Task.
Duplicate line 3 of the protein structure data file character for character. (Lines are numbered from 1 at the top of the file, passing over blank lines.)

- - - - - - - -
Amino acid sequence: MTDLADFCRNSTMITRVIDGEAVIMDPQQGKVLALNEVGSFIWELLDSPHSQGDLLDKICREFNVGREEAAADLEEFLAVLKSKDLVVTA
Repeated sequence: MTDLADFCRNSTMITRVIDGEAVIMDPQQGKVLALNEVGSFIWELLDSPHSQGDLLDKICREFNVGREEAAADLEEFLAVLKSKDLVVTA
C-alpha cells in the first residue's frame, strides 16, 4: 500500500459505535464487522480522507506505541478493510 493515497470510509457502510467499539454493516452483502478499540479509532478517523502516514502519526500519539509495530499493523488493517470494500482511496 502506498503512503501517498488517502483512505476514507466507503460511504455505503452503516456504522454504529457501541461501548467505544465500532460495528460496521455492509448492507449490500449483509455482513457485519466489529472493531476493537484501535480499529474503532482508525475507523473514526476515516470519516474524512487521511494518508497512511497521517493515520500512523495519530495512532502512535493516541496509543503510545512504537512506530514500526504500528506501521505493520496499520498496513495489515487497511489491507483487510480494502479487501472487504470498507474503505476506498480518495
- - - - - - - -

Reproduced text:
C-alpha cells in the first residue's frame, strides 16, 4: 500500500459505535464487522480522507506505541478493510 493515497470510509457502510467499539454493516452483502478499540479509532478517523502516514502519526500519539509495530499493523488493517470494500482511496 502506498503512503501517498488517502483512505476514507466507503460511504455505503452503516456504522454504529457501541461501548467505544465500532460495528460496521455492509448492507449490500449483509455482513457485519466489529472493531476493537484501535480499529474503532482508525475507523473514526476515516470519516474524512487521511494518508497512511497521517493515520500512523495519530495512532502512535493516541496509543503510545512504537512506530514500526504500528506501521505493520496499520498496513495489515487497511489491507483487510480494502479487501472487504470498507474503505476506498480518495